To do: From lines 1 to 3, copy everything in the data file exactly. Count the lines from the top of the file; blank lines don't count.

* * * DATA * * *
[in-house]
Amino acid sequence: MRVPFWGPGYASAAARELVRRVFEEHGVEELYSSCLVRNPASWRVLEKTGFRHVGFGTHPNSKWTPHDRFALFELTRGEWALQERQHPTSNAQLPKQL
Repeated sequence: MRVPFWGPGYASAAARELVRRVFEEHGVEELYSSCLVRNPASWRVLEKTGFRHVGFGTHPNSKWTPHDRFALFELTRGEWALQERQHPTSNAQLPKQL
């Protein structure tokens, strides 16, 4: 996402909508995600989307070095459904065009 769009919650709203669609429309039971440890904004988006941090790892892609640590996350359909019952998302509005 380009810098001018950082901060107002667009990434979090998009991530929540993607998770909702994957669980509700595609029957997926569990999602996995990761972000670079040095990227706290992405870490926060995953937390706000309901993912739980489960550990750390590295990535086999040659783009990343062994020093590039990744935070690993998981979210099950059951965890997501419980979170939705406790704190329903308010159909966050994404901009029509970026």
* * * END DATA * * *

[in-house]
Amino acid sequence: MRVPFWGPGYASAAARELVRRVFEEHGVEELYSSCLVRNPASWRVLEKTGFRHVGFGTHPNSKWTPHDRFALFELTRGEWALQERQHPTSNAQLPKQL
Repeated sequence: MRVPFWGPGYASAAARELVRRVFEEHGVEELYSSCLVRNPASWRVLEKTGFRHVGFGTHPNSKWTPHDRFALFELTRGEWALQERQHPTSNAQLPKQL